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Last edited 05 Oct 2020
Very broadly, the term 'exoskeleton' refers to an external skeleton. In its traditional application, it describes the hard covering found on certain types of animals. It is also used to describe a wearable powered suit (or exosuit) that can be adapted as a mobile machine for industrial or medical purposes, and in relation to some built structures.
 Exosuits and construction
As an exosuit, exoskeletons made from metal and outfitted with motorised “muscles” give wearers robotic strength. This innovation is already being used to help people with disabilities walk independently. It is also being tested on construction workers as a way to help them lift and move heavy objects without causing injury.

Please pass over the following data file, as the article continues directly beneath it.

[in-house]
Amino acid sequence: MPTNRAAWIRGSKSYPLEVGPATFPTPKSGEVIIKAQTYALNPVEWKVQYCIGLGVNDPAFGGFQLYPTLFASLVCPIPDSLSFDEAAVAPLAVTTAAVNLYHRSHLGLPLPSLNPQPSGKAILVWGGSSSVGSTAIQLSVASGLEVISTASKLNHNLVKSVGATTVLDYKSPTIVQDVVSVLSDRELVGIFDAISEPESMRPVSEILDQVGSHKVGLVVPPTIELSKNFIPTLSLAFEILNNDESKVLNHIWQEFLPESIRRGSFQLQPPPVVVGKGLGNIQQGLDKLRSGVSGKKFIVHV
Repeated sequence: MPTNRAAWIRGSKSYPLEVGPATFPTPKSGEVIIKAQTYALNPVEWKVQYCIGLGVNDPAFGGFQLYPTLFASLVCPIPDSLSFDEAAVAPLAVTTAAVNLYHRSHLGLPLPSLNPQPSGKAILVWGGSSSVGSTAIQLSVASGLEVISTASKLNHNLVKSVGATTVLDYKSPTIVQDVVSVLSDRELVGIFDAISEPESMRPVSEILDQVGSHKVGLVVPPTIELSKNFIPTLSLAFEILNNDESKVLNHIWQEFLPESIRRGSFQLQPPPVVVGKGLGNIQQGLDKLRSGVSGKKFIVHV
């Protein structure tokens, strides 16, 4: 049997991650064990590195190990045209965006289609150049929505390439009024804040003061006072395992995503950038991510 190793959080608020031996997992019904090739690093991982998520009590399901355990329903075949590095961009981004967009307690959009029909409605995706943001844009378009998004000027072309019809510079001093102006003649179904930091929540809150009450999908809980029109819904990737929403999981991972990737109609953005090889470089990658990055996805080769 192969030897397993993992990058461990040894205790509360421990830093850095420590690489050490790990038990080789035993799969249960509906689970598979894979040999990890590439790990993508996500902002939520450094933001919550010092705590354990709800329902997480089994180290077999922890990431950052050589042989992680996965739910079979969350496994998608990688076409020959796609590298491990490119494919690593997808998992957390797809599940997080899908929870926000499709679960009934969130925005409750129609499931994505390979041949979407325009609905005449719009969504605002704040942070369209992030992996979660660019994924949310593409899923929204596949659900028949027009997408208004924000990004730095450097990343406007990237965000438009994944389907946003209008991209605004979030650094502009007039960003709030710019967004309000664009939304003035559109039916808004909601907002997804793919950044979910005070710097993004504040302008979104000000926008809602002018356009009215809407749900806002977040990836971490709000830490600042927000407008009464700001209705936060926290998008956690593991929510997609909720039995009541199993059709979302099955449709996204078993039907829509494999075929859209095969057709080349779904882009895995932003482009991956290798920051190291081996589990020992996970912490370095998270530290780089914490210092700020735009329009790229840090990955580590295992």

Exoskeletons and architecture
By picking up on the term’s connection with nature, exoskeleton buildings display a sense of biomimicry. In nature, the exoskeleton is an animal’s external armour that protects its internal systems. An exoskeleton serves a similar function in architecture. The building’s exoskeleton performs certain roles - ranging from structural to thermal - while protecting and supporting its internal systems.
In architectural and engineering applications, an exoskeleton approach is sometimes used for skyscrapers. It is a construction approach that places key components of a building on the exterior of the structure.
Instead of being covered by cladding or other surface materials, an exposed exoskeleton showcases the technical aspects of the building by putting them on display. In some instances, mechanical and engineering systems are incorporated into the exoskeleton.
One of the advantages of an exoskeleton is that it can free up interior space that would otherwise be required for columns and other structural supports. This creates an extremely flexible floorplan that can be easily adapted. Placing bracing and trusses on the outside of the building can also create an innovative and industrial aesthetic effect.
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